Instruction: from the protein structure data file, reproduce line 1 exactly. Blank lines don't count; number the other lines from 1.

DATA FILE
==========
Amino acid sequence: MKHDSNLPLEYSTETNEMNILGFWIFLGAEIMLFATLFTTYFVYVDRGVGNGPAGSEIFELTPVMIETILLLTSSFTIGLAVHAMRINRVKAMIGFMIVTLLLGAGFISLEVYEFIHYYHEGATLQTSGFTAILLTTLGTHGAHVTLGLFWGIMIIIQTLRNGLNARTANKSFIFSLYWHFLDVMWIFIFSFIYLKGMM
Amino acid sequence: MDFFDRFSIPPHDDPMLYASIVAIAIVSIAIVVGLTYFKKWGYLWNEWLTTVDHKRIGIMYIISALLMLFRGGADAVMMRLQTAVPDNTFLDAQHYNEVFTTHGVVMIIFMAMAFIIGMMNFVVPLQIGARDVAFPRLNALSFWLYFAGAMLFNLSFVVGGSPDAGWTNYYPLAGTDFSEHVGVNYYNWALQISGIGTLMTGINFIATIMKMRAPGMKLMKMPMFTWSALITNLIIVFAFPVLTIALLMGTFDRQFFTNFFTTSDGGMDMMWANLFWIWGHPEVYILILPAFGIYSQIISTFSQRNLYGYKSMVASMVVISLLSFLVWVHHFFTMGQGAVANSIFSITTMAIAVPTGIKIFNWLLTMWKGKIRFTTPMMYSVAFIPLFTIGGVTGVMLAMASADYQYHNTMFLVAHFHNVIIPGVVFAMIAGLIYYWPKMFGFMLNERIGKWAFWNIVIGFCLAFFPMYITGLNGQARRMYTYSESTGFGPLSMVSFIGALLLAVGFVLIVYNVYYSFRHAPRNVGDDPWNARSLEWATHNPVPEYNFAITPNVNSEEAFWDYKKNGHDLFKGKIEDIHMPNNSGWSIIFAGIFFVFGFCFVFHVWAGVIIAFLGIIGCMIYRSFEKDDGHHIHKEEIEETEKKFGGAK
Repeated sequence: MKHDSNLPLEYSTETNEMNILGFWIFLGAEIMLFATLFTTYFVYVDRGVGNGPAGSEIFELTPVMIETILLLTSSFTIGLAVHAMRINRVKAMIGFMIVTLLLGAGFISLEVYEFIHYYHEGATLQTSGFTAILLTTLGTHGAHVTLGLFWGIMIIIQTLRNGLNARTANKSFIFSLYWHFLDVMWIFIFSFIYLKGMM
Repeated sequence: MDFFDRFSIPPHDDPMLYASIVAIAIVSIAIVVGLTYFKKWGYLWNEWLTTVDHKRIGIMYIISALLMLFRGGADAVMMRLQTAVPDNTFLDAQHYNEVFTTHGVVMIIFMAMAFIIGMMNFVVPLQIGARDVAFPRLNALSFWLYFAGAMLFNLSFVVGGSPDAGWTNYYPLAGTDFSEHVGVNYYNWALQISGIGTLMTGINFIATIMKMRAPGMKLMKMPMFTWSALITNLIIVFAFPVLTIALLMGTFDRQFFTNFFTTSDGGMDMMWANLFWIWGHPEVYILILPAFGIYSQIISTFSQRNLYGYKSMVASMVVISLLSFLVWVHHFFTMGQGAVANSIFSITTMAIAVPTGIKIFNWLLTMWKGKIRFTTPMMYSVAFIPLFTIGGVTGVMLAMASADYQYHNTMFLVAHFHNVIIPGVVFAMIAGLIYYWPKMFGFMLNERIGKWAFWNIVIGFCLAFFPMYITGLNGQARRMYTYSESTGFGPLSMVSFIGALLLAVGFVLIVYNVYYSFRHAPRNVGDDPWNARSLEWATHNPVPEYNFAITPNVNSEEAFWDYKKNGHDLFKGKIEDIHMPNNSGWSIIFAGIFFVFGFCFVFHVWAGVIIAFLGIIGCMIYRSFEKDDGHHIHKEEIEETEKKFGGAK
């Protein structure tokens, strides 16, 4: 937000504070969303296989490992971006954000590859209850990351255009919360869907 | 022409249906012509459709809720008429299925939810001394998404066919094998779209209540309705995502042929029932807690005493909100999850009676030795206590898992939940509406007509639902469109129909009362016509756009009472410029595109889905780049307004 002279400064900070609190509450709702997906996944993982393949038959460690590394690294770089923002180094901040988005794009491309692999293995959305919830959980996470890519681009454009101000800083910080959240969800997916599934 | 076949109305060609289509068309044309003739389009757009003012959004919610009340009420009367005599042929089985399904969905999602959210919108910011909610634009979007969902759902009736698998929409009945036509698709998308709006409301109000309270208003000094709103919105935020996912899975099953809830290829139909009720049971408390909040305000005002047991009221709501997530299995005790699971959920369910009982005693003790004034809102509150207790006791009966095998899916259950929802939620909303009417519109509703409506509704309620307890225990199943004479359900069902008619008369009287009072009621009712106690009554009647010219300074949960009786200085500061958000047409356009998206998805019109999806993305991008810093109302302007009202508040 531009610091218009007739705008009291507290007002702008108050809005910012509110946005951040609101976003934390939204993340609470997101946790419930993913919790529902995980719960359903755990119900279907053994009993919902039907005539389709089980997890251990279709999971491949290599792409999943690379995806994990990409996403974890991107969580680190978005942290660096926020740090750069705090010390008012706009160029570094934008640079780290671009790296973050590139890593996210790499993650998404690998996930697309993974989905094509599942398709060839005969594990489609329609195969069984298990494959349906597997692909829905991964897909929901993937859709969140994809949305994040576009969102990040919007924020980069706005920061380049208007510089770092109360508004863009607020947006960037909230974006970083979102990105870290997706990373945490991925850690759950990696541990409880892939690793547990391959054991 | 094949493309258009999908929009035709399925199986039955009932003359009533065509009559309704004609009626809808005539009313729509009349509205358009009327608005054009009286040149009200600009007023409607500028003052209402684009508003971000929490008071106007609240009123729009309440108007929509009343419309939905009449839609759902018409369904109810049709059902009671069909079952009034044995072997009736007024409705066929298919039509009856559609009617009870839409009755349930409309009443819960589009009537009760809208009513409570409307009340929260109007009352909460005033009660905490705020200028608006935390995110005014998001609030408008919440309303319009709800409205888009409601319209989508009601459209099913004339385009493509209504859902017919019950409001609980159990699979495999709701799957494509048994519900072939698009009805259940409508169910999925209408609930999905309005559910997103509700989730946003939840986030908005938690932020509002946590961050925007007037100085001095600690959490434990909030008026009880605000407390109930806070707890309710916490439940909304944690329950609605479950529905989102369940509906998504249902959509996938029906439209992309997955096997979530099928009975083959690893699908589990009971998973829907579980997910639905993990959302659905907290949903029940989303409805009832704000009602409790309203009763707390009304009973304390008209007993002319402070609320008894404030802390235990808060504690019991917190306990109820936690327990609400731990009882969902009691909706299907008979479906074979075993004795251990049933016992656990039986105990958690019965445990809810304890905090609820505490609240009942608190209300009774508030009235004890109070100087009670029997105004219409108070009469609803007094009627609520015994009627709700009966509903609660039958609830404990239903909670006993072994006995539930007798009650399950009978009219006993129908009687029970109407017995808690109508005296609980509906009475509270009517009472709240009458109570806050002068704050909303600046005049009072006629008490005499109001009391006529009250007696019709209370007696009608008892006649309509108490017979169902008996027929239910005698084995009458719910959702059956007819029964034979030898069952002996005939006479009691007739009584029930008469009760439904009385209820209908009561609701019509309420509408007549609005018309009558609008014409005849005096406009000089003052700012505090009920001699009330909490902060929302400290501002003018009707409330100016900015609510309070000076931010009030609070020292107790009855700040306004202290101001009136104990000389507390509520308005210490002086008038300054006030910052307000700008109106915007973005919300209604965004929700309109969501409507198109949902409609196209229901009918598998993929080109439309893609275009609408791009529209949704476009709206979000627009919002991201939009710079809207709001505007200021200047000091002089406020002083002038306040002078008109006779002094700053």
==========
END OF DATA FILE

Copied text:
Amino acid sequence: MKHDSNLPLEYSTETNEMNILGFWIFLGAEIMLFATLFTTYFVYVDRGVGNGPAGSEIFELTPVMIETILLLTSSFTIGLAVHAMRINRVKAMIGFMIVTLLLGAGFISLEVYEFIHYYHEGATLQTSGFTAILLTTLGTHGAHVTLGLFWGIMIIIQTLRNGLNARTANKSFIFSLYWHFLDVMWIFIFSFIYLKGMM